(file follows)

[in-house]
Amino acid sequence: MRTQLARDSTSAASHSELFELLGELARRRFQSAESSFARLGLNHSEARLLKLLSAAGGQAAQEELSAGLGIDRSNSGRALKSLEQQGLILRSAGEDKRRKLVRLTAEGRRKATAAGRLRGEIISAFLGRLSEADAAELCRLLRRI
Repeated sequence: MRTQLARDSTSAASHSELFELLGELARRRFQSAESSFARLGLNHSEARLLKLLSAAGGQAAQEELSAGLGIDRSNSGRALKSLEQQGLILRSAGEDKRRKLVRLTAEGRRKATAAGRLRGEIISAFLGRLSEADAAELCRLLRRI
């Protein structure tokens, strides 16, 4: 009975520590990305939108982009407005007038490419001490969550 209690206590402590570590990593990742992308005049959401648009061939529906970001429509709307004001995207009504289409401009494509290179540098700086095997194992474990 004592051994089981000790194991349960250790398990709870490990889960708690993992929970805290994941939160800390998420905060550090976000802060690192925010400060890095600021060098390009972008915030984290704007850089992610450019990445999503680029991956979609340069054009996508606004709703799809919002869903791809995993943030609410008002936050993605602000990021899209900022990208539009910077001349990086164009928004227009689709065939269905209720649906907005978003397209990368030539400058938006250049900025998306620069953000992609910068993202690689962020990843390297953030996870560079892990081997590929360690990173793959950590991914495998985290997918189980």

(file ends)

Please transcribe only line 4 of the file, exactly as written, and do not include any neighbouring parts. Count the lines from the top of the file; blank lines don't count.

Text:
């Protein structure tokens, strides 16, 4: 009975520590990305939108982009407005007038490419001490969550 209690206590402590570590990593990742992308005049959401648009061939529906970001429509709307004001995207009504289409401009494509290179540098700086095997194992474990 004592051994089981000790194991349960250790398990709870490990889960708690993992929970805290994941939160800390998420905060550090976000802060690192925010400060890095600021060098390009972008915030984290704007850089992610450019990445999503680029991956979609340069054009996508606004709703799809919002869903791809995993943030609410008002936050993605602000990021899209900022990208539009910077001349990086164009928004227009689709065939269905209720649906907005978003397209990368030539400058938006250049900025998306620069953000992609910068993202690689962020990843390297953030996870560079892990081997590929360690990173793959950590991914495998985290997918189980």